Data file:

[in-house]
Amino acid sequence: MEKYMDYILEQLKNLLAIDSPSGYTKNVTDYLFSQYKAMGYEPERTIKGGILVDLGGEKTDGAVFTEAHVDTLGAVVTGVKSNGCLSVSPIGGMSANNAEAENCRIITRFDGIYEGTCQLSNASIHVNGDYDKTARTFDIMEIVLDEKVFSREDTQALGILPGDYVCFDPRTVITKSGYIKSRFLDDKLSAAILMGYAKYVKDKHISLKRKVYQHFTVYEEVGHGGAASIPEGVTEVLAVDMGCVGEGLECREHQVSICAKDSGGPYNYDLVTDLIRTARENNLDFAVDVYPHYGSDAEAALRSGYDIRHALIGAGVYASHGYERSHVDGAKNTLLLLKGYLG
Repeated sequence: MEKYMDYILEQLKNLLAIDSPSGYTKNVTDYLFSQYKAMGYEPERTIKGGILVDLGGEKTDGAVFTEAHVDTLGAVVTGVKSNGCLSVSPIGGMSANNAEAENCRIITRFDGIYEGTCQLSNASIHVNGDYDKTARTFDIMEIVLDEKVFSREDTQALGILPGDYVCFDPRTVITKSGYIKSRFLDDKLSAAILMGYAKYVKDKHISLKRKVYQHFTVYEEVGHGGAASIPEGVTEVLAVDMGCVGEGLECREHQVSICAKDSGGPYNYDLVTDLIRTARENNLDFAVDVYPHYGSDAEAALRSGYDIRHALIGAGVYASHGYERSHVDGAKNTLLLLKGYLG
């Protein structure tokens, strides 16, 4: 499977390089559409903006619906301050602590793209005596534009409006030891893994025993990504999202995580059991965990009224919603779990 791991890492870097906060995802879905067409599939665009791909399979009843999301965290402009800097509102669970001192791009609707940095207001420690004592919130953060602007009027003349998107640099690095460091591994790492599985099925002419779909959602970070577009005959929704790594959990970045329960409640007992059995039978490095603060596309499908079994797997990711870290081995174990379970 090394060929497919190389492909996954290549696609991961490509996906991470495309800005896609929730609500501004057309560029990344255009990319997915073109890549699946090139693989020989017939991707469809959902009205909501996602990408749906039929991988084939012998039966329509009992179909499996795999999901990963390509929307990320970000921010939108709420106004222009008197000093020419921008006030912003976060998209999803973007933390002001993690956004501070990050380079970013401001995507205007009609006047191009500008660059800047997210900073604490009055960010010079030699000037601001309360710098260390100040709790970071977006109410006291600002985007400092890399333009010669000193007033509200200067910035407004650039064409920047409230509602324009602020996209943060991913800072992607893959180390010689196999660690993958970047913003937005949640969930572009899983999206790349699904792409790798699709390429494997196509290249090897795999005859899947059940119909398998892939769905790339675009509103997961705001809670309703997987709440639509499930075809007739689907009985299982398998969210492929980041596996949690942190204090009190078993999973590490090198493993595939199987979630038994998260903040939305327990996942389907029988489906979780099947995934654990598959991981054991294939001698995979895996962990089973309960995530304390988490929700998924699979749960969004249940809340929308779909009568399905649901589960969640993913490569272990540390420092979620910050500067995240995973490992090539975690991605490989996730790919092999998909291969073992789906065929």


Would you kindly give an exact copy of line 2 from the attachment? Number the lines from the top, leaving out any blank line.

Amino acid sequence: MEKYMDYILEQLKNLLAIDSPSGYTKNVTDYLFSQYKAMGYEPERTIKGGILVDLGGEKTDGAVFTEAHVDTLGAVVTGVKSNGCLSVSPIGGMSANNAEAENCRIITRFDGIYEGTCQLSNASIHVNGDYDKTARTFDIMEIVLDEKVFSREDTQALGILPGDYVCFDPRTVITKSGYIKSRFLDDKLSAAILMGYAKYVKDKHISLKRKVYQHFTVYEEVGHGGAASIPEGVTEVLAVDMGCVGEGLECREHQVSICAKDSGGPYNYDLVTDLIRTARENNLDFAVDVYPHYGSDAEAALRSGYDIRHALIGAGVYASHGYERSHVDGAKNTLLLLKGYLG